To rise up in the rankings requires you to play and win a lot. When online bridge started in earnest with the pandemic, my ranking started to rise rapidly as I was playing a lot more and doing well in the club tournaments, usually ending up in the top five and sometimes winning. This rapid rise in my ranking, punching above my weight so to speak, could well have raised suspicions that I was cheating. Fortunately I had played face to face bridge at the bridge club for about five months before the pandemic shut everything down, during which time I did well in several club contests with a wide variety of partners, so the club tournament directors and other players had got to know me and what my level of play was. I was also not making unusual plays that had a high rate of success. But it does show that a rapid rise in ranking while playing online need not necessarily imply that cheating is occurring.
I’m uncertain as to who said this first, but once status or wealth is in play:
“It’s not how you play the game, it’s about whether you win or lose.”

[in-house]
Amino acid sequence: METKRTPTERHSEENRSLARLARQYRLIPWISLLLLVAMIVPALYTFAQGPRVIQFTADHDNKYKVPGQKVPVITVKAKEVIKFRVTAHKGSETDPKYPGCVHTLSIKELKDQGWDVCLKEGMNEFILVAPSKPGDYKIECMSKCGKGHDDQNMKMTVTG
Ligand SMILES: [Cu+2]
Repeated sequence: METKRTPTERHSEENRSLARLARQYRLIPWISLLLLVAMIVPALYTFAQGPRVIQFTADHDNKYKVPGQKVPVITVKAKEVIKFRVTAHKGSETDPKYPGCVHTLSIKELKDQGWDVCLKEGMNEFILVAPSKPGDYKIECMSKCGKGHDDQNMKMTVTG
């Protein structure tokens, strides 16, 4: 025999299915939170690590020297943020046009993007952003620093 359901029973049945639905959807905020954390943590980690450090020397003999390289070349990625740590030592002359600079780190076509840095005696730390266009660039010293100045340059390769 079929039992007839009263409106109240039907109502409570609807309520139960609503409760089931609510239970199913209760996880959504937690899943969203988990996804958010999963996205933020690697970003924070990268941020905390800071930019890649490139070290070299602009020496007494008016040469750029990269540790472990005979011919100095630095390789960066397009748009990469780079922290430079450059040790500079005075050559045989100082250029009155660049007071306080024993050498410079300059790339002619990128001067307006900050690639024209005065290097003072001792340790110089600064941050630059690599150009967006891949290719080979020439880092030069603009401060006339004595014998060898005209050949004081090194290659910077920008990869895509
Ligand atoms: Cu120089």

There’s another saying I’ve heard elsewhere:
“If you’re not cheating, you’re giving your opponent(s) an unfair advantage.
Where this is more critical, of course, is not gaming but in business, especially the stock markets. Anyone who doesn’t think the big players are constantly trading in insider information isn’t paying attention.
There are two kinds of motivation for cheating observed in various cases. One is simply the desire to be seen as a good player when your play is not sufficiently good; this is by far the most common motive. The second case is more convoluted; this kind of cheating is only done by highly talented players. Suppose that you are one of the best players but your partner is not as good. Then although you are the best, you do not win as often as you feel you should; indeed, bridge is quite a high variance game so not winning is something all players are condemned to no matter how good they may be. There are several high level cases where the more talented player is believed to have pressured their partner to cheat, to “get help” to bring them up to the level of their partner so that they both can win as often as their partner “deserves”.